segunda-feira, 21 de abril de 2014

Brazil's low productivity - Comments on The Economist's article

The Economist has published an interesting article about Brazil's low productivity. Specifically, on how it has been kept low for the last 50 years.

The 50-year snooze

I could endorse it almost word for word. I would like to copy it here and highlight the best parts in bold, but I see that this would be pointless.

Instead, I shall make some remarks on the dozens of comments left by Brazilians and foreigner alike.

i) Brazilian reader's English language skills are sub par

   Many of the Brazilians  made grammar mistakes and had difficulties getting their point across.

*My English skill are also not perfect.

ii) Brazilian reader's  general written communication skills and argumentation are subpar

  Several comments relied heavily on crystallised expressions and commonplaces, for example: "complexo de vira-lata" (stray dog complex); Brazilian cursed colonial heritage; British/American arrogance; Brazilian good people exploited by the evil American empire, etc.

Several comments criticised The Economist simply for publishing an article "against" Brazil, and many other comments attacked readers who pointed out the need for modernisation in Brazilian labour laws, as if they were suggesting that Brazilian workers should be deprived of its rights.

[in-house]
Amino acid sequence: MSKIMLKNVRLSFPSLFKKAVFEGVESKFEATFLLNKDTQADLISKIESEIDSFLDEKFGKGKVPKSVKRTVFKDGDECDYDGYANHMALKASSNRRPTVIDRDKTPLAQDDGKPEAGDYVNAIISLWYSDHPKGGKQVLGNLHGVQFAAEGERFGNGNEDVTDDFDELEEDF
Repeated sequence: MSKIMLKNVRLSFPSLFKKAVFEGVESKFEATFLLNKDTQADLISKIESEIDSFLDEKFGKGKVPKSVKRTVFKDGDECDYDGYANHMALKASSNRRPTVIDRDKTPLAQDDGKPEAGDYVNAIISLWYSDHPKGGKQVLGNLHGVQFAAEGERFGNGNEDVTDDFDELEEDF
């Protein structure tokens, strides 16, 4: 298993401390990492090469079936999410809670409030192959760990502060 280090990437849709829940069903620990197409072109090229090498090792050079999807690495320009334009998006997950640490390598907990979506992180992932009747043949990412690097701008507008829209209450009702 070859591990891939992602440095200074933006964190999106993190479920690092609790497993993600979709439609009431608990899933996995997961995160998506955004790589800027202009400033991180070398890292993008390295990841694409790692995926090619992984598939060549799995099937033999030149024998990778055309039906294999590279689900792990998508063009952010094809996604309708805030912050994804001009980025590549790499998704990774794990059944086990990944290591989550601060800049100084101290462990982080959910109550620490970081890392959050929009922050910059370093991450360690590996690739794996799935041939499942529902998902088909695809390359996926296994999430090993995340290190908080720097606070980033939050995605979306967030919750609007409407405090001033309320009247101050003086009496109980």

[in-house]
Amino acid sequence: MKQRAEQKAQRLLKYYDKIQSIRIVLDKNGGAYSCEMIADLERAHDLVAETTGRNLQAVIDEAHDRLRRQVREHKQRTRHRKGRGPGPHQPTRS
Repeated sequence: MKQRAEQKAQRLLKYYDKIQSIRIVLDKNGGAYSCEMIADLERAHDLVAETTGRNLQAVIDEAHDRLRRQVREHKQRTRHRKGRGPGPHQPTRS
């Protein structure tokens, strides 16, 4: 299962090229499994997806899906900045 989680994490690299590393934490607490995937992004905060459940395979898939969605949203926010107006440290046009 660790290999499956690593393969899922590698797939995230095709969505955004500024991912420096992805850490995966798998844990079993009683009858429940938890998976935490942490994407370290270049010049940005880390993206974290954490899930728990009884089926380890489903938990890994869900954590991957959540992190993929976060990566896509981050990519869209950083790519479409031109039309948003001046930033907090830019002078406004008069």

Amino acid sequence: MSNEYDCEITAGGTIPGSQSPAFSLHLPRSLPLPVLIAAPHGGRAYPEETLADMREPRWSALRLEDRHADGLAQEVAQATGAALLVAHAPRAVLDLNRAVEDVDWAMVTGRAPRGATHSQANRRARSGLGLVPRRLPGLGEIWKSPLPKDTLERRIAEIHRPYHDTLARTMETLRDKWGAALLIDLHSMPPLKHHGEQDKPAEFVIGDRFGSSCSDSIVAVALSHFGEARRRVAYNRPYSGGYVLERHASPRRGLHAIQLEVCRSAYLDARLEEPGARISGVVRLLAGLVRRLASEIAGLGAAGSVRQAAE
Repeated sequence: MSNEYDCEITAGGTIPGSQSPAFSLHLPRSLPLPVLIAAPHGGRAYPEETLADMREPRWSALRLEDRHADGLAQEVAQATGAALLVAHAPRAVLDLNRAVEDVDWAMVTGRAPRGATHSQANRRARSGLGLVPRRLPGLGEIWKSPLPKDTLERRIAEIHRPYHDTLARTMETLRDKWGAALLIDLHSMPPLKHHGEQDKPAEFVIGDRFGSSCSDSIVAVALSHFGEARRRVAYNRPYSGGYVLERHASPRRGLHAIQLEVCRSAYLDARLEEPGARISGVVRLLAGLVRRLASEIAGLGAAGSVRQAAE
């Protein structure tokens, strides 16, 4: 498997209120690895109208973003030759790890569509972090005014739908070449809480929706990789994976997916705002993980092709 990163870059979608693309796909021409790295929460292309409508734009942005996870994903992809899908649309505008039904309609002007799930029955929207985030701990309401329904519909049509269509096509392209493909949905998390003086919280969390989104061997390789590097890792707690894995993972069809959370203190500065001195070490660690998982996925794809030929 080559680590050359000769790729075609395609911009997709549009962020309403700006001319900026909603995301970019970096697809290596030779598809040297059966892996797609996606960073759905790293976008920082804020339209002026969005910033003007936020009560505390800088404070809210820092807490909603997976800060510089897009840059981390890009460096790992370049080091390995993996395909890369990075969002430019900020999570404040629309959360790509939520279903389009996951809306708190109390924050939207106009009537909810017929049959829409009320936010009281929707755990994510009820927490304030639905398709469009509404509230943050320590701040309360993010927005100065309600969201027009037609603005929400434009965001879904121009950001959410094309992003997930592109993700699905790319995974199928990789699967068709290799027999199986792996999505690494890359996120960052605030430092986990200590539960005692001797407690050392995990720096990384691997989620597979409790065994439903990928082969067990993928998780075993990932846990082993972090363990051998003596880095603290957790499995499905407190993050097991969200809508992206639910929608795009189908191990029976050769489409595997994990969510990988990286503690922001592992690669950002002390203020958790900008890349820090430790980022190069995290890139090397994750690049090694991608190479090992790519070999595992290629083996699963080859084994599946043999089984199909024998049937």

Some of the comments are aggressive against the foreigners who live in Brazil and that agreed with the article's critics.

iii) Brazilian reader's have trouble with the use of data and objective argumentation

 Brazilians commenting the article seldom make use of data points, statistics, etc.

5 of the commentators who seemed Brazilians used wrong data. On the other hand, 2 of the commentator who seemed Brazilian used data correctly.

The other seemingly Brazilians used no figures to support their comments.


The very comments to the article seem to confirm that Brazilian workers are not as well educated and trained as their peers, at least regarding written communication and argumentation in the English language.

It is fair to assume that there are direct connections between educational level and productivity. Also, I would go as far as to assume that a population with good English language skills is probably better suited to compete with Europe and America in high technology fields. Thus, one could say that the main point of the article (Brazilian inferior productivity) is well supported by the evidence provided by the Brazilian commentators.

I should say that I know that the numbers are not statistically significant, that the sample is biased and that this is not a rigorous survey.

But please keep in mind that, in spite of the lack of statistic value, the comments are an intriguing source of information. Few Brazilians know English well enough to read The Economist (some pools mention a 5% English literacy rate). And even among this select group it was easy to spot mediocre skills.

It is OBVIOUS that Brazilians have a tremendous education and productivity problem.

When investing in Brazil, keep that in mind and try to invest in your team's training.


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